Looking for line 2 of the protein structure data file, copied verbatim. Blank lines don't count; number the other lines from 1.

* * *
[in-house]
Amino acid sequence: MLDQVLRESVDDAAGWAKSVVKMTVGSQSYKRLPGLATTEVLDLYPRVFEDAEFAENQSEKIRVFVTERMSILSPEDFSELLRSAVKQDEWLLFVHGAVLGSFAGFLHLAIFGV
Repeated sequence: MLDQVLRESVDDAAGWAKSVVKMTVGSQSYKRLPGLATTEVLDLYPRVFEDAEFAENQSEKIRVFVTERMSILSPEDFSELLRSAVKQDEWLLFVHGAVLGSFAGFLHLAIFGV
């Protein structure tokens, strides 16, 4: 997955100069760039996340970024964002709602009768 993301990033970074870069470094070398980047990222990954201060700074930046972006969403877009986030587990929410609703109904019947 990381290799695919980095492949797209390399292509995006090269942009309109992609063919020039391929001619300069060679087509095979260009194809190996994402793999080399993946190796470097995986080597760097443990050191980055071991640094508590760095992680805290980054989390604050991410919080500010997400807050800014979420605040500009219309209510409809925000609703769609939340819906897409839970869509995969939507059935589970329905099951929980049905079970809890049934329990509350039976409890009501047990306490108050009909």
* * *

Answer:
Amino acid sequence: MLDQVLRESVDDAAGWAKSVVKMTVGSQSYKRLPGLATTEVLDLYPRVFEDAEFAENQSEKIRVFVTERMSILSPEDFSELLRSAVKQDEWLLFVHGAVLGSFAGFLHLAIFGV